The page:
Vectors and Calculus

Have you ever wondered what practical use there might be for vectors and calculus? You may have studied them in school or college, and yet have no notion of where they might be used in the real world.

One practical use for vectors and calculus: shading in computer graphics. Take the simple sphere and three light sources.

The positions and colours of the light sources are shown using circles. The shading is achieved by comparing the angle of the normal to the sphere at a given point to the angle of the light source.

The normal to a surface at a given point is the vector perpendicular to the surface at that point. In the case of a sphere or an ellipsoid, the vector from the centre to a point on the surface is parallel to the normal at that point. Therefore calculus is not needed when shading a sphere or an ellipsoid.

When the light source is behind the object its circle is smaller, as it is further away from the ‘camera.’

With other shapes and surfaces, calculus is used for finding the normal to the surface at a given point.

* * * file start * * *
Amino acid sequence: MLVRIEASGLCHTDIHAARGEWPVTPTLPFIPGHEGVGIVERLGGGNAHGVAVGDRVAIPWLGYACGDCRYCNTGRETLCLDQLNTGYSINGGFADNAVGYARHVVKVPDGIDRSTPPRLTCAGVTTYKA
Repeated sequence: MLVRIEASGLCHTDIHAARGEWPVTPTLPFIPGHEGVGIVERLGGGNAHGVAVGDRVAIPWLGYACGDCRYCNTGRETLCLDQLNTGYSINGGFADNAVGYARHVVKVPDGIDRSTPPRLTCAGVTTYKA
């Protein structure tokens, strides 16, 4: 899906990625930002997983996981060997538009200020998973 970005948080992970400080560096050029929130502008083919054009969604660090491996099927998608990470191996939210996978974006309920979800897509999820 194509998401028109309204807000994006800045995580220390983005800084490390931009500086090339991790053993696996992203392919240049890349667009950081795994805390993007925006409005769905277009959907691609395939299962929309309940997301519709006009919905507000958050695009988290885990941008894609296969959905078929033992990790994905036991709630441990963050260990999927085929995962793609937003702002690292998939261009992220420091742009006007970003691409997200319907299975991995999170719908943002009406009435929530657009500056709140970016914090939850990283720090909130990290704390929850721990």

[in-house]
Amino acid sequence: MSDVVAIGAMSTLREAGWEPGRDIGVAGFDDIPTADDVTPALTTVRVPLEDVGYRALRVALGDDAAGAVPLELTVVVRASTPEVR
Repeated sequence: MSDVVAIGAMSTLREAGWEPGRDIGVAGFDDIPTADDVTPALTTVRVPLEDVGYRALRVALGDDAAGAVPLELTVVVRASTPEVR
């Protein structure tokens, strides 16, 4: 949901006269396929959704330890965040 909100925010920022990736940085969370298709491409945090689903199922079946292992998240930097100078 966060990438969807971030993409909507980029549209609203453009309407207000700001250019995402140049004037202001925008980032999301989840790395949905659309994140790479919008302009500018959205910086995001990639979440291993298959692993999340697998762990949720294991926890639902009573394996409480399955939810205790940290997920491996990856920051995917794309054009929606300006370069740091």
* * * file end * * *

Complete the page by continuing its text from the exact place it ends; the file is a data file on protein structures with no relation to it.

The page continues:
In all cases, once the normal has been found, the angle between the normal and the vector representing a light source is found*. The closer the angle is to zero, the brighter the spot (i.e. the point on the surface). The closer it is to 90 degrees, the darker the spot. If the angle is 90 degrees or more, the spot is completely dark**. This is repeated for all light sources.

A demo showing the light source vector in orange and the normal to the surface in red.

To see videos of the light sources rotating about the objects:

* It’s actually the dot product of the unit normal vector and the unit light vector that’s calculated. With unit vectors, the dot product is the cosine of the angle between the vectors.

** To be more precise, the spot is completely lacking in the colour of that particular light source.